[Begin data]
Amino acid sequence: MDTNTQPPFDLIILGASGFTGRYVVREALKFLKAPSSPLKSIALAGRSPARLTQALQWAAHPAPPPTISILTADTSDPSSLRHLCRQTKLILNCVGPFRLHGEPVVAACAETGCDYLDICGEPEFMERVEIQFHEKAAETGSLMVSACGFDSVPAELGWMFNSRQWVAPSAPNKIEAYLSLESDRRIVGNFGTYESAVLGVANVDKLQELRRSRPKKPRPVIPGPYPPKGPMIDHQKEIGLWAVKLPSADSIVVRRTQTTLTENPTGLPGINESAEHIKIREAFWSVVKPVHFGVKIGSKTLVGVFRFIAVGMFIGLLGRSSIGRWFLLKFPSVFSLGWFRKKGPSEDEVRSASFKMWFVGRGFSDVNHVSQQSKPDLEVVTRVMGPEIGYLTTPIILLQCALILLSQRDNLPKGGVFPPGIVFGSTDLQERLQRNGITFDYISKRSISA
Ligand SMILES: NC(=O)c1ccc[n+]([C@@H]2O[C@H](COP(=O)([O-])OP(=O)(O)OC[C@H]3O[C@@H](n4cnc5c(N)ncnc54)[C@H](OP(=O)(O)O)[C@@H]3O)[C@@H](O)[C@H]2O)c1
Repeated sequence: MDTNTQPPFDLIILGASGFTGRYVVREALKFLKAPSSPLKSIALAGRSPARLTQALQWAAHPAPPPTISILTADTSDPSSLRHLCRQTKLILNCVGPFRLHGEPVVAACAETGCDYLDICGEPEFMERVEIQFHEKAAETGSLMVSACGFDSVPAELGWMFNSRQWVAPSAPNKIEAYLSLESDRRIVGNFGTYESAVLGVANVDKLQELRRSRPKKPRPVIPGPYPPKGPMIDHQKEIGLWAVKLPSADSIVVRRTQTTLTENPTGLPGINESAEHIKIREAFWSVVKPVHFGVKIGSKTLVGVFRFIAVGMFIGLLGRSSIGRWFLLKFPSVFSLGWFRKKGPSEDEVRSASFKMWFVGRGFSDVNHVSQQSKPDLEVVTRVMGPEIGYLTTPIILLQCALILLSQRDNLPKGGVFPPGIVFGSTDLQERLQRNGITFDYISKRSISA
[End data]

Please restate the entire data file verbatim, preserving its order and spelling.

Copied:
Amino acid sequence: MDTNTQPPFDLIILGASGFTGRYVVREALKFLKAPSSPLKSIALAGRSPARLTQALQWAAHPAPPPTISILTADTSDPSSLRHLCRQTKLILNCVGPFRLHGEPVVAACAETGCDYLDICGEPEFMERVEIQFHEKAAETGSLMVSACGFDSVPAELGWMFNSRQWVAPSAPNKIEAYLSLESDRRIVGNFGTYESAVLGVANVDKLQELRRSRPKKPRPVIPGPYPPKGPMIDHQKEIGLWAVKLPSADSIVVRRTQTTLTENPTGLPGINESAEHIKIREAFWSVVKPVHFGVKIGSKTLVGVFRFIAVGMFIGLLGRSSIGRWFLLKFPSVFSLGWFRKKGPSEDEVRSASFKMWFVGRGFSDVNHVSQQSKPDLEVVTRVMGPEIGYLTTPIILLQCALILLSQRDNLPKGGVFPPGIVFGSTDLQERLQRNGITFDYISKRSISA
Ligand SMILES: NC(=O)c1ccc[n+]([C@@H]2O[C@H](COP(=O)([O-])OP(=O)(O)OC[C@H]3O[C@@H](n4cnc5c(N)ncnc54)[C@H](OP(=O)(O)O)[C@@H]3O)[C@@H](O)[C@H]2O)c1
Repeated sequence: MDTNTQPPFDLIILGASGFTGRYVVREALKFLKAPSSPLKSIALAGRSPARLTQALQWAAHPAPPPTISILTADTSDPSSLRHLCRQTKLILNCVGPFRLHGEPVVAACAETGCDYLDICGEPEFMERVEIQFHEKAAETGSLMVSACGFDSVPAELGWMFNSRQWVAPSAPNKIEAYLSLESDRRIVGNFGTYESAVLGVANVDKLQELRRSRPKKPRPVIPGPYPPKGPMIDHQKEIGLWAVKLPSADSIVVRRTQTTLTENPTGLPGINESAEHIKIREAFWSVVKPVHFGVKIGSKTLVGVFRFIAVGMFIGLLGRSSIGRWFLLKFPSVFSLGWFRKKGPSEDEVRSASFKMWFVGRGFSDVNHVSQQSKPDLEVVTRVMGPEIGYLTTPIILLQCALILLSQRDNLPKGGVFPPGIVFGSTDLQERLQRNGITFDYISKRSISA